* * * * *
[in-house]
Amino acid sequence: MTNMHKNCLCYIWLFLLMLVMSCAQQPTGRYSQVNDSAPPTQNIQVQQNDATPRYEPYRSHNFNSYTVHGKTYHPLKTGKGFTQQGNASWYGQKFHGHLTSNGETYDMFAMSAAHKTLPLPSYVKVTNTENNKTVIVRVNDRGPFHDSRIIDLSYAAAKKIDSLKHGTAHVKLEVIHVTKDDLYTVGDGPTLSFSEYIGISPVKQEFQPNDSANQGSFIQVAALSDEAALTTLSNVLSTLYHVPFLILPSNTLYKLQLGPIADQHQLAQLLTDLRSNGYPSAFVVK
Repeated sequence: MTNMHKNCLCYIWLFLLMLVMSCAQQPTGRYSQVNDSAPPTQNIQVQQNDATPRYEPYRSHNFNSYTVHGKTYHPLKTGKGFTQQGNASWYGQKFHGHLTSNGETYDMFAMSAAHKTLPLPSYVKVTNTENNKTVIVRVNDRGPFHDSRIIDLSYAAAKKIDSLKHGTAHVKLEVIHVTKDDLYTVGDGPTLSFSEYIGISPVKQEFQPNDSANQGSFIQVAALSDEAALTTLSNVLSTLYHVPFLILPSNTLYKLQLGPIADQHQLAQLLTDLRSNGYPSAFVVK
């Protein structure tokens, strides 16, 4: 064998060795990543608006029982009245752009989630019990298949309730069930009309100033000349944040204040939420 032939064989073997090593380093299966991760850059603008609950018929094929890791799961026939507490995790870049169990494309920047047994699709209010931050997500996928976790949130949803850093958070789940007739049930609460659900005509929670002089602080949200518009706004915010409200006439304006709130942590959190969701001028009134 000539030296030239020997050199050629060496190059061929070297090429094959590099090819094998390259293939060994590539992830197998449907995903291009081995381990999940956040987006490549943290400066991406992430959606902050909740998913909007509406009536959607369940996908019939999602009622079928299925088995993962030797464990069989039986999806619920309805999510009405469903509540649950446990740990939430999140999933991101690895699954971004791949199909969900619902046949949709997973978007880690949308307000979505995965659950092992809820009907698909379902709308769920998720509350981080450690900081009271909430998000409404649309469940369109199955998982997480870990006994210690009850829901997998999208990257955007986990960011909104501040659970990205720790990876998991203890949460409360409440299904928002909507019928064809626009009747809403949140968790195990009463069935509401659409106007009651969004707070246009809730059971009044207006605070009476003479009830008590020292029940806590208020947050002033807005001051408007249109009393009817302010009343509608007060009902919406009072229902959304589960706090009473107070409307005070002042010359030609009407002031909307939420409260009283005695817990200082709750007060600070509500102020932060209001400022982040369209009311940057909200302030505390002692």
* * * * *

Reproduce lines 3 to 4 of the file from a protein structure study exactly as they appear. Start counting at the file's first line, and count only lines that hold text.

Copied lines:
Repeated sequence: MTNMHKNCLCYIWLFLLMLVMSCAQQPTGRYSQVNDSAPPTQNIQVQQNDATPRYEPYRSHNFNSYTVHGKTYHPLKTGKGFTQQGNASWYGQKFHGHLTSNGETYDMFAMSAAHKTLPLPSYVKVTNTENNKTVIVRVNDRGPFHDSRIIDLSYAAAKKIDSLKHGTAHVKLEVIHVTKDDLYTVGDGPTLSFSEYIGISPVKQEFQPNDSANQGSFIQVAALSDEAALTTLSNVLSTLYHVPFLILPSNTLYKLQLGPIADQHQLAQLLTDLRSNGYPSAFVVK
């Protein structure tokens, strides 16, 4: 064998060795990543608006029982009245752009989630019990298949309730069930009309100033000349944040204040939420 032939064989073997090593380093299966991760850059603008609950018929094929890791799961026939507490995790870049169990494309920047047994699709209010931050997500996928976790949130949803850093958070789940007739049930609460659900005509929670002089602080949200518009706004915010409200006439304006709130942590959190969701001028009134 000539030296030239020997050199050629060496190059061929070297090429094959590099090819094998390259293939060994590539992830197998449907995903291009081995381990999940956040987006490549943290400066991406992430959606902050909740998913909007509406009536959607369940996908019939999602009622079928299925088995993962030797464990069989039986999806619920309805999510009405469903509540649950446990740990939430999140999933991101690895699954971004791949199909969900619902046949949709997973978007880690949308307000979505995965659950092992809820009907698909379902709308769920998720509350981080450690900081009271909430998000409404649309469940369109199955998982997480870990006994210690009850829901997998999208990257955007986990960011909104501040659970990205720790990876998991203890949460409360409440299904928002909507019928064809626009009747809403949140968790195990009463069935509401659409106007009651969004707070246009809730059971009044207006605070009476003479009830008590020292029940806590208020947050002033807005001051408007249109009393009817302010009343509608007060009902919406009072229902959304589960706090009473107070409307005070002042010359030609009407002031909307939420409260009283005695817990200082709750007060600070509500102020932060209001400022982040369209009311940057909200302030505390002692």